Alcohol and Sleep

The nightcap – it’s as much a part of our culture as pajamas, going back further than anything I can remember. Watching any well researched entertainment about the 1960s, such as the fine TV show Mad Men, will show you that as recently as one generation ago, alcohol was a very common and frequent part of our daily lives. More recently, we have become significantly more moderate in our consumption for the most part, but a lot of that consumption still seems to take place at the end of the day, when the responsibilities of work and operating a motor vehicle have ended for the day and all that remains is to relax, unwind, and get to sleep.

I will be the first one to admit that, some days, a martini in my favorite chair is all that comes to mind when I get home from work. With our intake of alcohol becoming more reasoned and intelligent, a question naturally has come up: How does alcohol affect our sleep?

Like a number of factors, this one revealed itself to me unintentionally over the course of nearly 1000 nights during which I have collected data on my sleep quality. There’s good news and there’s bad news: The good news is that moderate alcohol consumption in general does not seem to have a measurable impact on sleep quality. The bad news is that alcohol intake close to bedtime does, and it’s not a good impact.

Many times I have heard scientists and doctors say that alcohol has the effect of an anesthetic or sleep aide. That is to say, it will assist you in losing consciousness, but what happens after that is not necessarily going to be quality, restorative sleep. When one wakes from anesthetic, after a surgery for example, the general feeling is usually slurred motor coordination, disorientation, and lethargy, not refreshment and high energy. This is a very important distinction – being unconscious is not the same as being asleep necessarily, and getting sleep does not necessarily equate to getting quality sleep.

The chart below is the best example I have of this to date. On a recent Friday night, I got a disturbing work related email minutes before bedtime. (my mistake for reading email that close to bed…) In an attempt to resume the calm, ready-to-sleep state I’d been jolted out of, I had one small but strong drink and then went to bed. While my sleep chart shows a score of 100% achieved over 9 hours, I felt bloody awful when I got up and barely made it to an appointment that morning.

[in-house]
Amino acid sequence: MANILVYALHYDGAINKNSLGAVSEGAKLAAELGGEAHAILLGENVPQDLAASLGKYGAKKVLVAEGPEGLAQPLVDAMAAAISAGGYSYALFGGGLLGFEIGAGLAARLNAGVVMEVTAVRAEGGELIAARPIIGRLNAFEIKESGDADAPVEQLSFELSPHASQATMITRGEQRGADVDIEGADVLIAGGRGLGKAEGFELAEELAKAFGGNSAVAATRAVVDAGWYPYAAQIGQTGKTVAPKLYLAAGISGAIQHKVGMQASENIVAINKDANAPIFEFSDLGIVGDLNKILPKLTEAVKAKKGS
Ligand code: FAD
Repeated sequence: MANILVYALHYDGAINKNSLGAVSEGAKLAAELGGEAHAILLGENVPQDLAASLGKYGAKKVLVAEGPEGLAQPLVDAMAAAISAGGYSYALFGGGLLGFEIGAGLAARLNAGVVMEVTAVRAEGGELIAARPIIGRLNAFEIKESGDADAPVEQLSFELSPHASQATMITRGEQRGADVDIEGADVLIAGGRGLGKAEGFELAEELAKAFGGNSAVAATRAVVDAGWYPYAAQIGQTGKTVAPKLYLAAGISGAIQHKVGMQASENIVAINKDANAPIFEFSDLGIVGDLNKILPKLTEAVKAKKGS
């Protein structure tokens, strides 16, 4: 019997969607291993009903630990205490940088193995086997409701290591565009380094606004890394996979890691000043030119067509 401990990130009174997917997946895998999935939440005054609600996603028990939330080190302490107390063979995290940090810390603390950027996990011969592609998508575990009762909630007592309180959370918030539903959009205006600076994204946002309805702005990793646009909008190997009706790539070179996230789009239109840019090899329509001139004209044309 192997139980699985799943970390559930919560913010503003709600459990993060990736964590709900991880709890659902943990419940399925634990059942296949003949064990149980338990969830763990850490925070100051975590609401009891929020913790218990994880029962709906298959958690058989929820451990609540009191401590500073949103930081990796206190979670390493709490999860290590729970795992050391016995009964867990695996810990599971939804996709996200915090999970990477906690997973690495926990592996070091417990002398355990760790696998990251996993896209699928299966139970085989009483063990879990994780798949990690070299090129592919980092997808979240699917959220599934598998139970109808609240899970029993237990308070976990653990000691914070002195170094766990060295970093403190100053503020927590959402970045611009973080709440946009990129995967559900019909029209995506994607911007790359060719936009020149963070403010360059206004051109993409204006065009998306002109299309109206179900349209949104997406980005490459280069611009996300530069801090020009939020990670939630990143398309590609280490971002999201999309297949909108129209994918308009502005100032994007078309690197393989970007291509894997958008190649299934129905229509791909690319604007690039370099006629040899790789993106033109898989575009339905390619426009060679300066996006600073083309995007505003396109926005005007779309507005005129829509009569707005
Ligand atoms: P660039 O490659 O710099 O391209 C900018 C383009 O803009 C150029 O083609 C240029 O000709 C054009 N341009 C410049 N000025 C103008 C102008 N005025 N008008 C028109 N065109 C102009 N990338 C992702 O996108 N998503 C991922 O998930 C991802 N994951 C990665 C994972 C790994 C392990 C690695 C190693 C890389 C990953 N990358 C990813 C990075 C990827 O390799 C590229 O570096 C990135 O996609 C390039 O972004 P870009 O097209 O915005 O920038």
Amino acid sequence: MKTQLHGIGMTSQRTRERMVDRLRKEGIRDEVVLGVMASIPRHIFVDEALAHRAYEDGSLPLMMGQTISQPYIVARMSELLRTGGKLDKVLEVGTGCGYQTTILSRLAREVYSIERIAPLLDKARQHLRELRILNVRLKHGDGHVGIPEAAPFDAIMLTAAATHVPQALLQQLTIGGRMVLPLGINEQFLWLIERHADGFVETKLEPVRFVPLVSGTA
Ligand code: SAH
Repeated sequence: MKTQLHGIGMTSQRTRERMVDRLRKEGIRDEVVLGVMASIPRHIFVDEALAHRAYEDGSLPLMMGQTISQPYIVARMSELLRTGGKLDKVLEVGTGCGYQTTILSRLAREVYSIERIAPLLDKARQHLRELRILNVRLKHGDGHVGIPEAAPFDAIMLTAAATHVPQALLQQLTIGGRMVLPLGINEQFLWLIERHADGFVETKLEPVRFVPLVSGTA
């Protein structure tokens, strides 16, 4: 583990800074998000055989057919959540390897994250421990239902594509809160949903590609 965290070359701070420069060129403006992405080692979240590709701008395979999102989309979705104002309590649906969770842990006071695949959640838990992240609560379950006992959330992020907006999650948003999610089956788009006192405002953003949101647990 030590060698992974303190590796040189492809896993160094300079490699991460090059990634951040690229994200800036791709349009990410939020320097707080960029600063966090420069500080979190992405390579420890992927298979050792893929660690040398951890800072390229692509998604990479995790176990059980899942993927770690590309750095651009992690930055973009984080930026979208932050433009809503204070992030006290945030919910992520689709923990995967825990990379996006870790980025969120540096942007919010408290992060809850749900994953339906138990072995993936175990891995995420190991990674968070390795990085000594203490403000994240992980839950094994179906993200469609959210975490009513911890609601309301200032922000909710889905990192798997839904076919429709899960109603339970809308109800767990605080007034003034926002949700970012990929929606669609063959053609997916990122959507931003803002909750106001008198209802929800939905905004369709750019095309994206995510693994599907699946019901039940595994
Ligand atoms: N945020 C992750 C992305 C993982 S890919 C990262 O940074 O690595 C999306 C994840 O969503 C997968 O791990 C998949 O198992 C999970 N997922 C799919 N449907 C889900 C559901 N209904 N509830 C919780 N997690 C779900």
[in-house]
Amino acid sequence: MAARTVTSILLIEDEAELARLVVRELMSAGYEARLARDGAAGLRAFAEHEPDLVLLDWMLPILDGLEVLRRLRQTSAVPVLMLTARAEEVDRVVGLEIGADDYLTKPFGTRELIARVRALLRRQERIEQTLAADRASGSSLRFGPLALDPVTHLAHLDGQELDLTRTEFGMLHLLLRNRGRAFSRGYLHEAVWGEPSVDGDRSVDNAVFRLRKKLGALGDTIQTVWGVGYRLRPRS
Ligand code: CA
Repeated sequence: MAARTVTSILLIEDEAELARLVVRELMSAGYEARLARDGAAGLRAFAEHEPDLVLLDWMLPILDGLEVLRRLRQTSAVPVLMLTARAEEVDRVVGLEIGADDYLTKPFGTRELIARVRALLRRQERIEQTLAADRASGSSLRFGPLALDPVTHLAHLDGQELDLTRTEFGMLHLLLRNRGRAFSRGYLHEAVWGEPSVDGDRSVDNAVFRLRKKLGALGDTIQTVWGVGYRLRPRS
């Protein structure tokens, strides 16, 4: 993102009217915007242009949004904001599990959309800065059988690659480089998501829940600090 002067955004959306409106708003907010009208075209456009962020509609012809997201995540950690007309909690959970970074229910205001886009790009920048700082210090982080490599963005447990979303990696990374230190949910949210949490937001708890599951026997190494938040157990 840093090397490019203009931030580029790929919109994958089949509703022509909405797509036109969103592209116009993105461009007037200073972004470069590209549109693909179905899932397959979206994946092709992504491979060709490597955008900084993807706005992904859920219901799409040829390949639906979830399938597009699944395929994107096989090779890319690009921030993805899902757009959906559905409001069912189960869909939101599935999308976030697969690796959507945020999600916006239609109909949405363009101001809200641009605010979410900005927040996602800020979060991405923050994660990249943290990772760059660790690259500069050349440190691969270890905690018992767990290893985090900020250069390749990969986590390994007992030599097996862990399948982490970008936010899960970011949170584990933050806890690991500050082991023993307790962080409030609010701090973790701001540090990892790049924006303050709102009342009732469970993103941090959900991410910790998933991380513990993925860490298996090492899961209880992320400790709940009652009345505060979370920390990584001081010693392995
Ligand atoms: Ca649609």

So, what happened? Didn’t the alcohol make me fall asleep quickly and sleep all night? Shouldn’t I have felt great?

The answer (no) is right there in the chart to see. As you can clearly see, the peaks of each 90 minute cycle are so high I am nearly awake each time, which is a terrible pattern. Only the troughs at 4 and 5:30 am are deep enough to get good sleep, but they are brief and then I’m back to nearly conscious again. This is a chart I equate with an extremely effective torture used by militaries the world over – sleep deprivation. Far worse than keeping someone awake nonstop is to let them drift off to sleep for a few moments and then jolt them back awake. I’ve experienced it and it is beyond horrible. Any Navy SeAL knows this from their training where they are exposed to it. It’s not something you want to experience if you can avoid it, trust me. So while alcohol can remove the edge from one’s current state and get you off to sleep, you are in for a lousy night. The good news? Alcohol consumed several hours before bed time. (3 or more hours in my experience, but this can vary with body mass, strength of alcohol content, etc.) seems to be out of the system in time for bed and not affect sleep. So, if you want to have a drink after work, do so as early as possible. Stick to Happy Hour and skip the Nightcap for better sleep.





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